Storage media are of course block devices, that work or fail on 512-byte sector boundaries (for hard disks and floppies, at least - in CDs and DVDs the sector size is 2048 bytes). This is why the shielded stream must be interleaved every N bytes (that is, the encoded bytes must be placed in the shielded file at offsets 1,N,2N,...,2,2+N,etc): In this way, 512 shielded blocks pass through each sector (for 512 byte sectors), and if a sector becomes defective, only one byte is lost in each of the shielded 255-byte blocks that pass through this sector. The algorithm can handle 16 of those errors, so data will only be lost if sector i, sector i+N, sector i+2N, ... up to sector i+15N are lost! Taking into account the fact that sector errors are local events (in terms of storage space), chances are quite high that the file will be completely recovered, even if a large number of sectors (in this implementation: up to 127 consecutive ones) are lost.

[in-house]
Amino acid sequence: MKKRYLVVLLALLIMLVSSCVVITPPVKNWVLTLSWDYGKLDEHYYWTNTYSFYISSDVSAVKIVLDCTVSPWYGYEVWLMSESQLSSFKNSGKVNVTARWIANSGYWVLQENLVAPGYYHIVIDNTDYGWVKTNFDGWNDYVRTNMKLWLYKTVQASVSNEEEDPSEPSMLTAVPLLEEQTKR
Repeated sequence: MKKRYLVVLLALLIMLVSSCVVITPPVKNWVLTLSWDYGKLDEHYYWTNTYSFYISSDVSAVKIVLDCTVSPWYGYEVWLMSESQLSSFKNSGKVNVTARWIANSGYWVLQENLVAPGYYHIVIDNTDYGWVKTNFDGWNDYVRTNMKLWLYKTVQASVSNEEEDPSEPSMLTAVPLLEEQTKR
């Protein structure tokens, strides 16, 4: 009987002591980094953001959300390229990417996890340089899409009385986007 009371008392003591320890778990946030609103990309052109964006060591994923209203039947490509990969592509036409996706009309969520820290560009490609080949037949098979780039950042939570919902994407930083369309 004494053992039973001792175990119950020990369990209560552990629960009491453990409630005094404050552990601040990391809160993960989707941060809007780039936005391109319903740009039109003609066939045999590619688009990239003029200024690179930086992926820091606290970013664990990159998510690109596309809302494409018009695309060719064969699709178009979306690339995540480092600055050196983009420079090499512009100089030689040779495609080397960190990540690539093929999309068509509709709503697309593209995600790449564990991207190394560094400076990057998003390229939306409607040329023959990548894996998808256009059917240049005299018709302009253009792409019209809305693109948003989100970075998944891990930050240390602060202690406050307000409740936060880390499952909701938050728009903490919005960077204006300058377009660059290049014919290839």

I implemented this scheme back in 2000 for my diskettes (remember them?). Recently, I discovered that Debian comes with a similar utility called rsbep, which after a few modifications is perfect for providing adequate shielding to your files.

Download

Here is the source code for my customization of rsbep, a utility that implements the kind of Reed-Solomon-based "shielding" that we talked about (the customized code is also available from my GitHub repo). The package includes 32-bit x86 assembly that makes it an order of magnitude faster than plain C ; if however you are not on a 32bit x86 platform, it will fallback to a portable C version instead (a lot slower, unfortunately). rsbep is part of dvbackup, so some Debian users might already have it installed; my version however addresses some issues toward the goal we are seeking here, which is error-resiliency for files against the common, bursty types of media errors. More information on what was changed is below.

The package is easily installed under Linux, Mac OS/X, Windows(cygwin) and Free/Net/OpenBSD, with the usual

./configure 
make 
make install

Results

Here is a self-healing session in action:
home:/var/tmp/recovery$ ls -la
total 4108
drwxr-xr-x 2 ttsiod ttsiod    4096 2008-07-30 22:21 .